No surprise to anyone, Ronnie Coleman walked away with the title for the fifth time — and he deserved it. I’ve seen Coleman win every year and in my estimation, this was his best condition. However, what did surprise everyone was Gunter Schlierkamp stealing the spotlight, and the crowd, from Coleman. In the best shape of his life, the 300-pound Schlierkamp had the audience behind him like few other competitors I’ve seen. Like Jay Cutler did in 2001, this year Schlierkamp leapt to the forefront of the bodybuilding world and from now on will be regarded as one of the world’s best.

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Placed side-by-side to Coleman, Schlierkamp displayed astonishing size and density and even out-muscled him on many poses. When Schlierkamp’s free-posing routine finished, the crowd roared louder than for any other competitor. When he was announced in fifth place, the crowd booed with disapproval — some feel he should place as high as top-3, others felt he should outright displace Coleman for the title.

So when Gunter received his trophy, he became the only competitor of the evening to receive a standing ovation — his first of two! Quieting the crowd with a few words at the microphone, the crowd quickly stood again for the well-liked competitor. Ronnie Coleman won the Olympia title, but the night belonged to Gunter Schlierkamp.

Reflections on the 2002 Olympia Weekend It’s Sunday, October 20, 2002 — one day after the 2002 Mr. Olympia competition. I’m flying home via Chicago with the weekend events fresh in my mind. While I never planned to write much this weekend — instead, letting pictures tell the story — I don’t think that even great photos can tell you everything that happened in Las Vegas these last few days. So here it is: my final thoughts, as well as some interesting things that I noticed at this year’s event.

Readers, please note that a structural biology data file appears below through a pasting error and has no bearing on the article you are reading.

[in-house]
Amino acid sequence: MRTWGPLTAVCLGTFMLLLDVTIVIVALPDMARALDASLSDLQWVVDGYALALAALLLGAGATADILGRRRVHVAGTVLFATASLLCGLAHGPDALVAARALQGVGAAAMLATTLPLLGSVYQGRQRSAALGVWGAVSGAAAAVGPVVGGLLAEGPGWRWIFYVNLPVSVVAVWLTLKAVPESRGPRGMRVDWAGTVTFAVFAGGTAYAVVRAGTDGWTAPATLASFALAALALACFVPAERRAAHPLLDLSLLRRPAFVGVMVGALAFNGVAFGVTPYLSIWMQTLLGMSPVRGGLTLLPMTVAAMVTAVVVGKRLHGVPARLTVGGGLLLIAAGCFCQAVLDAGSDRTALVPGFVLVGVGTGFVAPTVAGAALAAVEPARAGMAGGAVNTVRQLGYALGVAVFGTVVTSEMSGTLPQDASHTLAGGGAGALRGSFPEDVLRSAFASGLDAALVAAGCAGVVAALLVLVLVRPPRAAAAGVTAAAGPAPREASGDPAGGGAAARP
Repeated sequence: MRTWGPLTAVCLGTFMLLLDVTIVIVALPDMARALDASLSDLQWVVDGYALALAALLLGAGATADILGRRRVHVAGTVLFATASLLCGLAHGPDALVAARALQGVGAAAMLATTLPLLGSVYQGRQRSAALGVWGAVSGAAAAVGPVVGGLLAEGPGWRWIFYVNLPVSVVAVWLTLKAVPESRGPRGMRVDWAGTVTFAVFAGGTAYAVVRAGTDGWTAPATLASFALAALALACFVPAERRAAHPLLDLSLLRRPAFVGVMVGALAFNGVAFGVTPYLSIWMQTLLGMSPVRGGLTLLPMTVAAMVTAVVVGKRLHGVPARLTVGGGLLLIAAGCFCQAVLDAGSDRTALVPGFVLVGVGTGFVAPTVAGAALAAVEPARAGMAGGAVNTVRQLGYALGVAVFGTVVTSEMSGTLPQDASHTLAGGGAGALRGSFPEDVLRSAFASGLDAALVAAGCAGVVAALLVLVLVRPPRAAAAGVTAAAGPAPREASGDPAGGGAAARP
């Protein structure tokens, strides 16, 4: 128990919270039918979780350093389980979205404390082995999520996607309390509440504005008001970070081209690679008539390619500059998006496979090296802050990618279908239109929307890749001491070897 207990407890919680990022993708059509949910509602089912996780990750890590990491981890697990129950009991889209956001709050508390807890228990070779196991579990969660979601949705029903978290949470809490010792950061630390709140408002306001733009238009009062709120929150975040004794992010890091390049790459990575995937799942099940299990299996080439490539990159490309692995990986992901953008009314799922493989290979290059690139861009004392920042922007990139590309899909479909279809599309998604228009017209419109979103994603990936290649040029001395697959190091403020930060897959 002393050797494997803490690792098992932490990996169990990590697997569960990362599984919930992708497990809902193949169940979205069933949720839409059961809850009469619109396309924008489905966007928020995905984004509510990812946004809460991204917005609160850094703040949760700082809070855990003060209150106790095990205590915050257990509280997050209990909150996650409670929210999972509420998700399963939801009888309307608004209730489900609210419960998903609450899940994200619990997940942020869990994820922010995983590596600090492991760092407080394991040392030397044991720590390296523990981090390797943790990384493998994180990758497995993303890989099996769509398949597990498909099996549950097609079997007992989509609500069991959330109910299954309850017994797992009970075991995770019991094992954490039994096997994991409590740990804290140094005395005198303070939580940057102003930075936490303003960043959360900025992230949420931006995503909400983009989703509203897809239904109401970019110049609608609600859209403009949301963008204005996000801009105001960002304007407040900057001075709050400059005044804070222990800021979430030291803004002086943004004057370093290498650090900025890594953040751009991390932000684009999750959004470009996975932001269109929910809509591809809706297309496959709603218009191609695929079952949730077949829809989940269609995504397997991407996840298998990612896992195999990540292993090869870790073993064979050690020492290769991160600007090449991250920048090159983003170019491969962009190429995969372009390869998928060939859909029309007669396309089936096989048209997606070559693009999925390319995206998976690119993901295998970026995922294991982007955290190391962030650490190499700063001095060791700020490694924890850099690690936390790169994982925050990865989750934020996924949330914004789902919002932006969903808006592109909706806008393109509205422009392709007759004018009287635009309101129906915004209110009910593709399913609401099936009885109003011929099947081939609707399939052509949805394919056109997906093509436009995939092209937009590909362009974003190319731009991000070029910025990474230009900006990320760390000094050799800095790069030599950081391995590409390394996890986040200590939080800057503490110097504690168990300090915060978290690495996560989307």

One thing is for sure: The male bodybuilding competitors could certainly learn a whole lot from the female bodybuilders, except for King Kamali who had, by far, the most entertaining posing routine of the men’s competition. Kamali was not in good shape this year, but his innovative routine left one with a positive impression. No other competitor in as poor condition could turn things around for themselves as he did — and that shows just how much impact the posing routine can have.

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What happened this year is nothing new. The art of posing seems to have become lost in men’s quest for ultimate size. Most often the men’s posing routines followed the same formula. They start with some slow, syrupy music and go through some slo-mo poses and then midway the music turns to hard rock, rap, or hip-hop with the competitor simply wandering from one stage to the next, hitting the same few poses. Professional? Hardly. Boring? Unless the guy has got an unbelievable physique that night — yeah.

It’s surprising really, given just how much time and money these men spend getting ready for a competition, only to neglect posing. As a result, when it’s their time to really show it off, most sell themselves short. Remember the part in Pumping Iron when Arnold and Franco visit the ballet coach? There’s a reason good competitors do stuff like that.

Contrast the men’s routines with those of the women — in particular, Juliette Bergmann, Lenda Murray, and Valentina Chepiga. Their routines were wonderfully diverse and professionally executed. The women didn’t need to wave their hands in the air, egging the audience on to cheer for them. The cheers just happened.